Do bags of cash ever help the CIA get what it wants?

On Monday, the New York Times revealed that the CIA has been funneling tens of millions of dollars to Afghan President Hamid Karzai. The cash payments -- delivered to his office every month -- arrived in suitcases, backpacks, and plastic bags, and were meant to buy the mercurial leader's loyalty. But according to the Times, the Langley-approved gravy train did more to fuel corruption in Afghanistan than anything else -- the very corruption the U.S. government has been crusading against.

None of this should be all that surprising. The CIA has a long history of showering cash on friendly heads of state, often with results that bear an uncanny resemblance to the CIA's efforts in Kabul. The agency got its first taste of what a few good suitcase-toting men could accomplish in 1948, as communists threatened to win elections in Italy, by launching a cash-transfer program that delivered large sums to its favored political party, the Christian Democrats. And it worked. The Christian Democrats beat the communists and cruised to victory. But this early success would later prove elusive. When, in 1970, the agency tried to reprise its campaign in Italy, it played an unwitting role in funding a failed neofascist coup and right-wing terrorism.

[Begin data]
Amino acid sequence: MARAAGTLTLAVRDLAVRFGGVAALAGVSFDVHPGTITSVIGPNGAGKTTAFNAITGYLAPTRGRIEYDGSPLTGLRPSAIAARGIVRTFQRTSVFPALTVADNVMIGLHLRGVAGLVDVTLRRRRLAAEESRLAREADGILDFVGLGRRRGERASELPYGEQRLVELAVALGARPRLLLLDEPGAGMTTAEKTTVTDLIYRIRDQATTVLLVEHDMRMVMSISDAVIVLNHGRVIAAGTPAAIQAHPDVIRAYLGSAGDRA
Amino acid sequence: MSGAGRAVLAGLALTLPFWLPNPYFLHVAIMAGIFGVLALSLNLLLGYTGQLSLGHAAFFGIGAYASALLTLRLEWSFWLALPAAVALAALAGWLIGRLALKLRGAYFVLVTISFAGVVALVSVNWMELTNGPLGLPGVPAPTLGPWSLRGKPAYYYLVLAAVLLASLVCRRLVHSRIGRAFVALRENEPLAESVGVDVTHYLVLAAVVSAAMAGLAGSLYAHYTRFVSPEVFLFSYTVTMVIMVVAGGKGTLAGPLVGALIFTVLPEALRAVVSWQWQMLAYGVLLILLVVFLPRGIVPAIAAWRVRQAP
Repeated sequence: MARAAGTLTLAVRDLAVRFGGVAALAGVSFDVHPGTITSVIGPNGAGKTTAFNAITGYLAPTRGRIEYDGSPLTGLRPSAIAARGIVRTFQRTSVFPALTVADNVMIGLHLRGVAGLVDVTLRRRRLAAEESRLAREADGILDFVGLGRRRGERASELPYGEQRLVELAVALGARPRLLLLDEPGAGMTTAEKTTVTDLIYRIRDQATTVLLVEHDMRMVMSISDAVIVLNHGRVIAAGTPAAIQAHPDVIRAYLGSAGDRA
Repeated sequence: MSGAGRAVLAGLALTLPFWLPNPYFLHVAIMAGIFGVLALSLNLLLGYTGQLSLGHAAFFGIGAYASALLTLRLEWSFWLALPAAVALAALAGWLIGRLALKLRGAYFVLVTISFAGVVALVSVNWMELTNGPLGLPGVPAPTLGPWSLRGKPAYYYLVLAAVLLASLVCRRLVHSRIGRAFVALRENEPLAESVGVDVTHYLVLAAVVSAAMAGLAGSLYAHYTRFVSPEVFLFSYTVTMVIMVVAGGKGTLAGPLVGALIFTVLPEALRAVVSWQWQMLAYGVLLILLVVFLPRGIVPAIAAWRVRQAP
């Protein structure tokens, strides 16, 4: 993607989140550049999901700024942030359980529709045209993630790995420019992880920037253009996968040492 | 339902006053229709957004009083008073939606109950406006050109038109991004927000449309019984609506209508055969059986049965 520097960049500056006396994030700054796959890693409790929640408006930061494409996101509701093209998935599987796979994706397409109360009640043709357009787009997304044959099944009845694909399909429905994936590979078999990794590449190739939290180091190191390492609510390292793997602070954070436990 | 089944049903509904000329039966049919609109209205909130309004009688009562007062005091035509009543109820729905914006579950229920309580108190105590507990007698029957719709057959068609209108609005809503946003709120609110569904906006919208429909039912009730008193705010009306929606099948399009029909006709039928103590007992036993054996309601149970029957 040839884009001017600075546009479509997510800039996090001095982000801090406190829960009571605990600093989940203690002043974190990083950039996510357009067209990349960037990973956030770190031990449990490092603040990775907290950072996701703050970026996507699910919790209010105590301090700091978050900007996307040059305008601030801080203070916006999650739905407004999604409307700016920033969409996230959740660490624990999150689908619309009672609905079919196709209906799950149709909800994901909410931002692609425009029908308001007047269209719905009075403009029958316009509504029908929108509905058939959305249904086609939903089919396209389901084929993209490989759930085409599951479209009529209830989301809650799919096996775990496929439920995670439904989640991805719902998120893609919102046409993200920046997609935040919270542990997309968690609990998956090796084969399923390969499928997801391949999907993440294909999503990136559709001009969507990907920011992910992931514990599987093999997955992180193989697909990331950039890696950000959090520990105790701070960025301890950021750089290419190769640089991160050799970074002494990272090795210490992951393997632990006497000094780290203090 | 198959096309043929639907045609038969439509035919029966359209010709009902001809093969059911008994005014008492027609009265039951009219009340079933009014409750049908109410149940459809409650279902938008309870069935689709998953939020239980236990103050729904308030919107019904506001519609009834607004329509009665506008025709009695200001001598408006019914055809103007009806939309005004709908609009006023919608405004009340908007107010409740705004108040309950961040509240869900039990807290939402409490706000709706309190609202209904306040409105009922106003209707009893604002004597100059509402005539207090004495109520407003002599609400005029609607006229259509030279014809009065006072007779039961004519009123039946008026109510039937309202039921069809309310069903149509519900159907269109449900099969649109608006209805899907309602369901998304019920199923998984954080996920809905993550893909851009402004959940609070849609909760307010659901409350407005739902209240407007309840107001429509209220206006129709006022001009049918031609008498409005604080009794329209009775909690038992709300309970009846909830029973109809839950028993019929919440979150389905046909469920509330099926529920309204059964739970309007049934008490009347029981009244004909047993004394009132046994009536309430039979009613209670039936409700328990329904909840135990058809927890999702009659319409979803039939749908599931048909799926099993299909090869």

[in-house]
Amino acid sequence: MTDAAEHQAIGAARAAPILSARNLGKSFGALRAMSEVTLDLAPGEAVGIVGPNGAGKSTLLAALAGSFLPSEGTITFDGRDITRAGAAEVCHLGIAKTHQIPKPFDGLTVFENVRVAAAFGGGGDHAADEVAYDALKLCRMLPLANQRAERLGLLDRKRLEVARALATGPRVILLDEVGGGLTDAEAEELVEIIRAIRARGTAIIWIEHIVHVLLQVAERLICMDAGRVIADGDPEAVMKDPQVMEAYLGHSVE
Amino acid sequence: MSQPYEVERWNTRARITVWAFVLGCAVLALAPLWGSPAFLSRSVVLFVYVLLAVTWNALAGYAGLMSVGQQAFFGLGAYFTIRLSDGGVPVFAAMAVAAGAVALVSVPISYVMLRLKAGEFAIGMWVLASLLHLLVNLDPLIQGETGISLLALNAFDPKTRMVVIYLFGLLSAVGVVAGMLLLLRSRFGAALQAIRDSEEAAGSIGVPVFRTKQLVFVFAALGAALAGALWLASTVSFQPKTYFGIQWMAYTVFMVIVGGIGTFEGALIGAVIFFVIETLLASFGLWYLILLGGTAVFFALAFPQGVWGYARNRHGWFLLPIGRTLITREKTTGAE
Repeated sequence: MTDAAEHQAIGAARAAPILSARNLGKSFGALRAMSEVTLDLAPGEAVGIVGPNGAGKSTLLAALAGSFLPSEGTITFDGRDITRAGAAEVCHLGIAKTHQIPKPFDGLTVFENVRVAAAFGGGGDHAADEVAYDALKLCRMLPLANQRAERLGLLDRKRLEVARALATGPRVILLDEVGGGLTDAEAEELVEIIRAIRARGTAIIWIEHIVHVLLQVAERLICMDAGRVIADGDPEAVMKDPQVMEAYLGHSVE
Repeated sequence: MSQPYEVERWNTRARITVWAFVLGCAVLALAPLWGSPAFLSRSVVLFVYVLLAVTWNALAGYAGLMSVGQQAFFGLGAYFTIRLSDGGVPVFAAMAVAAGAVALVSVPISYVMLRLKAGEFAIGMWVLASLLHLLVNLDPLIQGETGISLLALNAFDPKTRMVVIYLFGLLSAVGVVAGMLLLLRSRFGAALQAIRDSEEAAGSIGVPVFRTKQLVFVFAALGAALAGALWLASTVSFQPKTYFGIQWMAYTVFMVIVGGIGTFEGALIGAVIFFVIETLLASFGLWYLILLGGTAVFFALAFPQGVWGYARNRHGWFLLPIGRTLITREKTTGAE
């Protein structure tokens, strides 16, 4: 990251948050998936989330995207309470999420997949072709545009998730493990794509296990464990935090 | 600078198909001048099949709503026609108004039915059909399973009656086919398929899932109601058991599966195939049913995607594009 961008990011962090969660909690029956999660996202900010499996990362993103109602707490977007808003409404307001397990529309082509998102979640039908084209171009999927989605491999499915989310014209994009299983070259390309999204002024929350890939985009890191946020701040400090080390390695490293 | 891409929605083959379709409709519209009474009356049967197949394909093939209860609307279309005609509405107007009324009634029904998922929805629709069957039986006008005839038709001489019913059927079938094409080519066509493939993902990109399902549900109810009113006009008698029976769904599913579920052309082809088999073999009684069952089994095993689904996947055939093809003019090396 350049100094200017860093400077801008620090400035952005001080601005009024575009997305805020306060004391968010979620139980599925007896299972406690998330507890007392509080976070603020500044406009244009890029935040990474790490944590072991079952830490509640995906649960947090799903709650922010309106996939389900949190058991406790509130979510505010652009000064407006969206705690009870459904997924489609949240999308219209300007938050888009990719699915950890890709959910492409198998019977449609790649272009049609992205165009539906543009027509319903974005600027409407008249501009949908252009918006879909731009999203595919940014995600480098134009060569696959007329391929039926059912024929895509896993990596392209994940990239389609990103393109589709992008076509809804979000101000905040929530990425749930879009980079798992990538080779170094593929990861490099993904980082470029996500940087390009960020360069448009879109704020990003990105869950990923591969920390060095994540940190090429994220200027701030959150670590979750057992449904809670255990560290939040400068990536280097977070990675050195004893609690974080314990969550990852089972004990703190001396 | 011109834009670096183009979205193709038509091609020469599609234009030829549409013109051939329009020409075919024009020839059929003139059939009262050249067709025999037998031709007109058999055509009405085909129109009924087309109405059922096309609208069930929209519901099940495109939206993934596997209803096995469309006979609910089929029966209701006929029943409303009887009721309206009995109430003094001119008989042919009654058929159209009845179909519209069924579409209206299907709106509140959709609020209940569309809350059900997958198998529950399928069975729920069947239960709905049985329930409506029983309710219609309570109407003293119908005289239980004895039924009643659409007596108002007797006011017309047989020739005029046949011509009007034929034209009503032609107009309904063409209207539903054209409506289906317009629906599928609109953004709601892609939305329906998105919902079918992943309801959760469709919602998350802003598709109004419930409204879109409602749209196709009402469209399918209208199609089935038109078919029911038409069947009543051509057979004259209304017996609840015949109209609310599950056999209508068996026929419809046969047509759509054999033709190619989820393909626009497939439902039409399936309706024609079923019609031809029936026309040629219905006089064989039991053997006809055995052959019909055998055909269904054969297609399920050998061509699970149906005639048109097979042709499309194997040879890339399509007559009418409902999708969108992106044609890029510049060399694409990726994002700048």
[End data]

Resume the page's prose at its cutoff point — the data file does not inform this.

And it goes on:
It's a pattern -- blinding success followed by crushing defeat -- that has become all too familiar in the agency's history.

When, in 1953, the CIA succeeded in overthrowing Mohammad Mossadegh in Iran, it was regarded as the agency's finest moment. In one fell swoop, the CIA had stymied Soviet influence in the Middle East and secured a vital portion of global oil supplies. It gave the agency the impression that its freewheeling agents could topple governments on a whim -- not unlike how the CIA brought down the Taliban in Afghanistan -- and that American dollars would keep American interests safe. With the coup safely completed, Kim Roosevelt, the CIA officer who masterminded the coup, delivered $1 million in cash to Fazlollah Zahedi, who took over from Mossadegh as prime minister. Cash in hand, Zahedi promptly proceeded to do away with the opposition. And we all know what happened next, in 1979.